12. Chops54

    Chops54 pfm Member

    I rebuilt my son's P140s a while ago. I replaced the smoothing caps with 100v 105 degree Panasonics and I had Terry at Canterbury wind me two new transformers. Never tried them bridged. That would be interesting.
  13. cjarchez

    cjarchez pfm Member

    I do have a soft spot for a selection of the MF stuff, some of the models were terrific.
    The A1000, E100, F-series, Digilog, early X-Can series (I still have a XLPS, cheapy components swapped out, voltage splitter removed and proper psu added) but I'm not an A1/A100 fan, I only remember them as chuffing hot, sharp edged, nasty things with power switch button-caps that had a propensity for pinging off across the room. Maybe a model or two I've missed there.

    We had an A370 go into meltdown in the demo room taking a customer's SL600s, IIRC, with it. The smoke and smell was the most impressive magic-moment I've experienced.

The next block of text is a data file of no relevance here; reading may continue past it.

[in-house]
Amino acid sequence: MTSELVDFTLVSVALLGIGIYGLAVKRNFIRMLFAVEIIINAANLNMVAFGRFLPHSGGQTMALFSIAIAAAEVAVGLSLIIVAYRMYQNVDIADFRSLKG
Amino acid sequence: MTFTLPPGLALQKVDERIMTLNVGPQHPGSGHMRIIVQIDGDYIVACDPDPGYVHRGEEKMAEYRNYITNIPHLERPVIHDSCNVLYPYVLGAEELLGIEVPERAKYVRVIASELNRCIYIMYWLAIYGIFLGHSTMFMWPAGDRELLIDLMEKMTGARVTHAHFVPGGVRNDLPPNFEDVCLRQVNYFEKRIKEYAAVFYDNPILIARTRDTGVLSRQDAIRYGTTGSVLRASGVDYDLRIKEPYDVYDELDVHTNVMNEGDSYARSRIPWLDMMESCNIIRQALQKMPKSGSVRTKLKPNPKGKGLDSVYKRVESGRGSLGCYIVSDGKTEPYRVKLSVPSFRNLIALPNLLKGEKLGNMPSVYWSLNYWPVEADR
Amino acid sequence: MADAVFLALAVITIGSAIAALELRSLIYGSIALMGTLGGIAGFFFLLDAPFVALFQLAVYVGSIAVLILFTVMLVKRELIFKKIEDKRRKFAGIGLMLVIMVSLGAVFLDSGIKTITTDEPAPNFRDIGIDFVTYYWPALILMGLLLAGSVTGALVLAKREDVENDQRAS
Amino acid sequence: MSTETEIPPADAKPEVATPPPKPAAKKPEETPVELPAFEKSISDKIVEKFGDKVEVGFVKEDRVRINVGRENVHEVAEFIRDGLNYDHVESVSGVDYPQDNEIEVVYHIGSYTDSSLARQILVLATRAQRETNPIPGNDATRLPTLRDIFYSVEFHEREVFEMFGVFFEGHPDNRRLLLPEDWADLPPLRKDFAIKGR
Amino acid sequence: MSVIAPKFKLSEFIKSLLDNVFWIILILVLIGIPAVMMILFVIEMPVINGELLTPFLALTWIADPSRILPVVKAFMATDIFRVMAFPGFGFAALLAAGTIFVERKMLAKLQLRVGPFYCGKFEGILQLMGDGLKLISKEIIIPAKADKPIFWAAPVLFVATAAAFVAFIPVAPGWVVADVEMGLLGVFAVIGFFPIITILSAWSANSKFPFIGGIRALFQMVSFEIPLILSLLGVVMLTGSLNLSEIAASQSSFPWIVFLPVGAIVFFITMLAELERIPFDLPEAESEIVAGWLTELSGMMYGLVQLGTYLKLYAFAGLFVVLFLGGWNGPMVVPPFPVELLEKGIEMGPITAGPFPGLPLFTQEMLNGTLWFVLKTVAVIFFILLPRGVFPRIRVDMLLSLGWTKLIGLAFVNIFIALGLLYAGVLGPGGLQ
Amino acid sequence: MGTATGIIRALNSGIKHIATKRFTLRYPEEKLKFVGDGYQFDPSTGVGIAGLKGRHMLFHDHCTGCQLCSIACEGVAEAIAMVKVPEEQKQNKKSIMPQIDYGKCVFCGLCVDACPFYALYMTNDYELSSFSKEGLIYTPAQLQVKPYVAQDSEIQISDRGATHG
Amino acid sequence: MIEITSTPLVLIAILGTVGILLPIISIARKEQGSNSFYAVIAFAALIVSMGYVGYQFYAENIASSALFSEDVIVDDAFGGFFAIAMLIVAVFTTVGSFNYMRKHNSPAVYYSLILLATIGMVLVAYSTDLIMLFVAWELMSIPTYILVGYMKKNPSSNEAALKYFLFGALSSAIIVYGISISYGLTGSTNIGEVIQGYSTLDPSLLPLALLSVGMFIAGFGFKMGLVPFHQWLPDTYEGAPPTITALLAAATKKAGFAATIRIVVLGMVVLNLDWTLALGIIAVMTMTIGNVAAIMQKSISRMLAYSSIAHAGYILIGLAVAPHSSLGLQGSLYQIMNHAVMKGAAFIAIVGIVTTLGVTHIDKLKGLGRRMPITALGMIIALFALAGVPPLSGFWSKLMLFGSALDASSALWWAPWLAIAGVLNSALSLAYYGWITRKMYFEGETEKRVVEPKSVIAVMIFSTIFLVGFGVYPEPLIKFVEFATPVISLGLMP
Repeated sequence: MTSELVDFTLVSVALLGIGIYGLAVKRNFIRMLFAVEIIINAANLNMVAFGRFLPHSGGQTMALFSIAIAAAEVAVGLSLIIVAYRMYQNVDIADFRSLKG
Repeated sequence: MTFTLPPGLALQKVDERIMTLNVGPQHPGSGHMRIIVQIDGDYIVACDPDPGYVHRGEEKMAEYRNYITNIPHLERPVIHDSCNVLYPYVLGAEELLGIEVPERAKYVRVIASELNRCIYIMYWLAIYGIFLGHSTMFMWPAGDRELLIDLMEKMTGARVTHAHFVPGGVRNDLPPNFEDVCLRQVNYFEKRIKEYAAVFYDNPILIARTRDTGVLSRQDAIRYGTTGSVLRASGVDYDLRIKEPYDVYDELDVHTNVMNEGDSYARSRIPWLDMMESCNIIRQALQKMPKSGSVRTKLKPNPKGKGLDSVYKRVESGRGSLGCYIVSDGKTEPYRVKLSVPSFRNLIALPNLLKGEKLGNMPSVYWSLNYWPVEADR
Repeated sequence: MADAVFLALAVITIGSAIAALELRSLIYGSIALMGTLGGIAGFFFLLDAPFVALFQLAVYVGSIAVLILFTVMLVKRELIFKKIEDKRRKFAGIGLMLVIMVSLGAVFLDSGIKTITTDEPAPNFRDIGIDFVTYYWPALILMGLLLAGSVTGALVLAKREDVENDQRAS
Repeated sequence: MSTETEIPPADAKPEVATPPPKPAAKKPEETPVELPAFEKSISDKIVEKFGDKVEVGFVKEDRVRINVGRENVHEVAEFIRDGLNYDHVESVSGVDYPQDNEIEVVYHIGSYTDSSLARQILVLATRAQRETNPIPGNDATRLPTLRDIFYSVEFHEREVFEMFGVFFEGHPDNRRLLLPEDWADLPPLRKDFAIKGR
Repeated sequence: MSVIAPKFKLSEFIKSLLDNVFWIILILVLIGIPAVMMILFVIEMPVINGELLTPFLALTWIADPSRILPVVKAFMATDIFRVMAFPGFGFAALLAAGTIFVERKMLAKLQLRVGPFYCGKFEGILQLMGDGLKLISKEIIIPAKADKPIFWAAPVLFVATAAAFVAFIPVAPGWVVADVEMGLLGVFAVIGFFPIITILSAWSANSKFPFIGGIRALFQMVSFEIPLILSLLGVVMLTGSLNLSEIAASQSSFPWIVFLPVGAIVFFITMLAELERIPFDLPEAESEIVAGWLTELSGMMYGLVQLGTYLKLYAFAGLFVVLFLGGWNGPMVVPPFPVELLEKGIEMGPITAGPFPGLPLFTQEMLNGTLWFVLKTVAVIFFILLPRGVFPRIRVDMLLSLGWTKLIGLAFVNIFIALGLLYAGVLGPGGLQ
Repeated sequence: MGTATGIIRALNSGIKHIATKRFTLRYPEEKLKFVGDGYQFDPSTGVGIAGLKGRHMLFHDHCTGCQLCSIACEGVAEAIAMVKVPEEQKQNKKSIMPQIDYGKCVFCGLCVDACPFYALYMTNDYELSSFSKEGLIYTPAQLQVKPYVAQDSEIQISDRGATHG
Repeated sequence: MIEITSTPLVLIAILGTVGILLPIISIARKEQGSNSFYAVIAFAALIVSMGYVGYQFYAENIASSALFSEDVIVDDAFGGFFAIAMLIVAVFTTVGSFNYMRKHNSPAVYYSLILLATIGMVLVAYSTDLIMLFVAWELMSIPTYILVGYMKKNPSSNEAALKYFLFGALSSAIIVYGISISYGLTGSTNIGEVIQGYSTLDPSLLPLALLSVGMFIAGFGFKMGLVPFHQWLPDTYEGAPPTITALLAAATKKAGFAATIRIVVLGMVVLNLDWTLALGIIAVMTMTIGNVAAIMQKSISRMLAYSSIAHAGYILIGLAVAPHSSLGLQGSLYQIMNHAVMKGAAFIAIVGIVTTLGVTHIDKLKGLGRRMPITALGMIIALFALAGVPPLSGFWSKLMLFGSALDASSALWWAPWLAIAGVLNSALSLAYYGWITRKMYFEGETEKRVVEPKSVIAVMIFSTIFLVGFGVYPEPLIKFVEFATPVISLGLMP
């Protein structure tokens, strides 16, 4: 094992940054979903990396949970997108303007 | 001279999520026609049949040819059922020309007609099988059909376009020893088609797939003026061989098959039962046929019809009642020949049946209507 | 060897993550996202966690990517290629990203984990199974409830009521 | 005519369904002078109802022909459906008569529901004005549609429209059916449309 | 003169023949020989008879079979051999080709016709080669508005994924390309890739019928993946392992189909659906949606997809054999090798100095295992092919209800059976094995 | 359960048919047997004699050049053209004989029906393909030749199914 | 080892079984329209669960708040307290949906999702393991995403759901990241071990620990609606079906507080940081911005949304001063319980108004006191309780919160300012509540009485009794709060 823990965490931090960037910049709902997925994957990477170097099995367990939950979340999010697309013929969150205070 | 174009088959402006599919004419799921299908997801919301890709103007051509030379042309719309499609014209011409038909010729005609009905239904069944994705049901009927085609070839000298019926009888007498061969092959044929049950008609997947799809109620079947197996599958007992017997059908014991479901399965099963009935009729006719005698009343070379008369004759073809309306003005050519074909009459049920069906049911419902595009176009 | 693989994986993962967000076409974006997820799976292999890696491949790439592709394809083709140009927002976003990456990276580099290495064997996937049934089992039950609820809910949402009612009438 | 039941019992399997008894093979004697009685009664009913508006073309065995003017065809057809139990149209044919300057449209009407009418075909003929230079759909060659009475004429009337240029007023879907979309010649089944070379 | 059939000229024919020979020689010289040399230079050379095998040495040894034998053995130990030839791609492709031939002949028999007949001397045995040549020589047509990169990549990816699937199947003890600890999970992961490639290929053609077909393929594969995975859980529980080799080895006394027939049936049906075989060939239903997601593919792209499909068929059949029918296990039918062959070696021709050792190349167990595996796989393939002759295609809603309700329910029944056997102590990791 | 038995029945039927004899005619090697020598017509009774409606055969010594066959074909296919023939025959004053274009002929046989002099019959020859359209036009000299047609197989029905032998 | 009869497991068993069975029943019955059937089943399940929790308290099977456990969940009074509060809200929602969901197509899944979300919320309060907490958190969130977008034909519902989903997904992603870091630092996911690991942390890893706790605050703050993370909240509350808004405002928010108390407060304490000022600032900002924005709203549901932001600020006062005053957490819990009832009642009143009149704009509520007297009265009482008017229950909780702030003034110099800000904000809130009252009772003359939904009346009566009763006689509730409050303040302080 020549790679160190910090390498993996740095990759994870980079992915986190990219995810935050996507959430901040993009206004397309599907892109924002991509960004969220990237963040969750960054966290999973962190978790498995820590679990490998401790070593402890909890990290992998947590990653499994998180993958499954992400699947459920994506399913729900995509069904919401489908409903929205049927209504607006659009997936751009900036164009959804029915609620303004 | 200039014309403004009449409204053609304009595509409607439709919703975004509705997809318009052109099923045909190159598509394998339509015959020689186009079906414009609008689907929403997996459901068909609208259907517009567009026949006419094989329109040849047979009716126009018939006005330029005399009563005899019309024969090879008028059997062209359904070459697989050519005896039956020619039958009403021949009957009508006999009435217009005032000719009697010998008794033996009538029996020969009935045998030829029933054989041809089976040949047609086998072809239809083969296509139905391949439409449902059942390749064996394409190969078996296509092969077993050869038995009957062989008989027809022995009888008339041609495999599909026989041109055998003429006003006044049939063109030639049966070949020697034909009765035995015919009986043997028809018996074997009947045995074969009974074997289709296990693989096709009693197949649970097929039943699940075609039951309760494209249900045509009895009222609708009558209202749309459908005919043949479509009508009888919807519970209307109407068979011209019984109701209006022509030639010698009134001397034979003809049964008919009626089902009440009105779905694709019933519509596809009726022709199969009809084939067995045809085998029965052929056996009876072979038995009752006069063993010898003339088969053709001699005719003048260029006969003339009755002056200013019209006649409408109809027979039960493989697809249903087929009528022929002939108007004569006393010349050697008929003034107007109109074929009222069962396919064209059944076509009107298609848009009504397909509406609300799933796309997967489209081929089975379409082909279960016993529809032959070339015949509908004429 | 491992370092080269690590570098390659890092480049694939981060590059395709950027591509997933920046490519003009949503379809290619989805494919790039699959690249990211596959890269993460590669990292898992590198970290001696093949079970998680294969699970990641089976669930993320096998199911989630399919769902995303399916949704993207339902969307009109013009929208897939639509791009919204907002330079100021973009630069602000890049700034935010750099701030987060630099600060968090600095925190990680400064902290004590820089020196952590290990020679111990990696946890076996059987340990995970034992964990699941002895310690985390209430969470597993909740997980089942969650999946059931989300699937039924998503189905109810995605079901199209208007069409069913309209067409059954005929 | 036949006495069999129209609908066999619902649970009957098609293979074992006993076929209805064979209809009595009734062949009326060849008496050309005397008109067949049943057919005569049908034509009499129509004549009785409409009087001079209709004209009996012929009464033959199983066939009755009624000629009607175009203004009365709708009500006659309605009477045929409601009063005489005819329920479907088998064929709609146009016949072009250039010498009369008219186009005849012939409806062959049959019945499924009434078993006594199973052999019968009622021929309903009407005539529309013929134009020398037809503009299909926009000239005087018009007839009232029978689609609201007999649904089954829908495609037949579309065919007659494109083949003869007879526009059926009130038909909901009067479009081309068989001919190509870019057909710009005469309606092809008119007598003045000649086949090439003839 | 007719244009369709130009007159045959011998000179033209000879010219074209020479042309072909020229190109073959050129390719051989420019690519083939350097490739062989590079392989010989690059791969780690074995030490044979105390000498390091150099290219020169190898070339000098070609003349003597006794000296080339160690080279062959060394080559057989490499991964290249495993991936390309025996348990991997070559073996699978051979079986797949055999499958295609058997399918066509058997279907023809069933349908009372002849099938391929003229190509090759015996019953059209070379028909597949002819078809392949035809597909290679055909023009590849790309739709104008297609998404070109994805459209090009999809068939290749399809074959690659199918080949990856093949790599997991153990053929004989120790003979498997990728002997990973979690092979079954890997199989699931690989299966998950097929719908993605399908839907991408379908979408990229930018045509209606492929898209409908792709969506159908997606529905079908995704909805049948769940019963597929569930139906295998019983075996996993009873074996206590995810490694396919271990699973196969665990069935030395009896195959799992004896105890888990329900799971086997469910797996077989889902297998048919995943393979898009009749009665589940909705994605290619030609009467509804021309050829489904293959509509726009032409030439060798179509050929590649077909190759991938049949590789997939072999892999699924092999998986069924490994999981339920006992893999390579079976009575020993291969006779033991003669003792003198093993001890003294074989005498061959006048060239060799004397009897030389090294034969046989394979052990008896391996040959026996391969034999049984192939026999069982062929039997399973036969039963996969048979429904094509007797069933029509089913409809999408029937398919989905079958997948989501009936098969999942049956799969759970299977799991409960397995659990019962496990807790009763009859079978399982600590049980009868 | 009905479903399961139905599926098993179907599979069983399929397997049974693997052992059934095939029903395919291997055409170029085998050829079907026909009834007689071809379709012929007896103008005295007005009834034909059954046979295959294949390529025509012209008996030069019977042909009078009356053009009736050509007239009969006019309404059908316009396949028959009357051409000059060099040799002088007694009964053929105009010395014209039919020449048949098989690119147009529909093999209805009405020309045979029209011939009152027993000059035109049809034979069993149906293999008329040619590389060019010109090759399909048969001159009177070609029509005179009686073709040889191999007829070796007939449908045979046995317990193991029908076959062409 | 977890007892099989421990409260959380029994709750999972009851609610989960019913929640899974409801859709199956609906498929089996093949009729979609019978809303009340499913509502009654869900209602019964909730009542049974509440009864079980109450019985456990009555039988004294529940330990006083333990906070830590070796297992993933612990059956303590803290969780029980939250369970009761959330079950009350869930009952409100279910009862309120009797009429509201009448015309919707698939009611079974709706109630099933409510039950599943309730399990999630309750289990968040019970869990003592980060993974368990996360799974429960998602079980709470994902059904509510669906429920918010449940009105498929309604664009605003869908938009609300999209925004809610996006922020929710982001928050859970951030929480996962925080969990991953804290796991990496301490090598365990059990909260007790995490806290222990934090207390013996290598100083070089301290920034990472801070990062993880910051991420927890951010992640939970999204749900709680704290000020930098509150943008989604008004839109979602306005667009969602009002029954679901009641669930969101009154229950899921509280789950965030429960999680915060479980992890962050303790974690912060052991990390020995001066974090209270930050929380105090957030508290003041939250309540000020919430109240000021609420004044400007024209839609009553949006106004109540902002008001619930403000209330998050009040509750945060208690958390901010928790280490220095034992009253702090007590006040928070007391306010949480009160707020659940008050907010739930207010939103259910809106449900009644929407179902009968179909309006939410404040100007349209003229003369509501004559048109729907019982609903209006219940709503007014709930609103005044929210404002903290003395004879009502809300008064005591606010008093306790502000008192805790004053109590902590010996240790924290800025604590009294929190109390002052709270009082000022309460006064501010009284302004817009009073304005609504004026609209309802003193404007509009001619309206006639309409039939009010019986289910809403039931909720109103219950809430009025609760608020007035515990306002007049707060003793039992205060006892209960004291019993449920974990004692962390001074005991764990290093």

It was the B1, again IIRC, that caused the review sample different to production scandal.

    One positive thing about MFs chequered reputation is that you can find some of their offerings for peanuts second hand, then being worth some TLC to obtain decent equipment on the cheap.
  14. david ellwood

    david ellwood Kirabosi Kognoscente

    The big musical fidelity power amps are incredibly similar sounding to the Krells and a perfect match for ATC loudspeakers.
  15. stuwils

    stuwils pfm Member

    I still remember the lights dimming when I switched on my Doc Thomas, and it playing for around 30 seconds after being switched off.
  16. Arkless Electronics

    Arkless Electronics Trade: Amp design and repairs.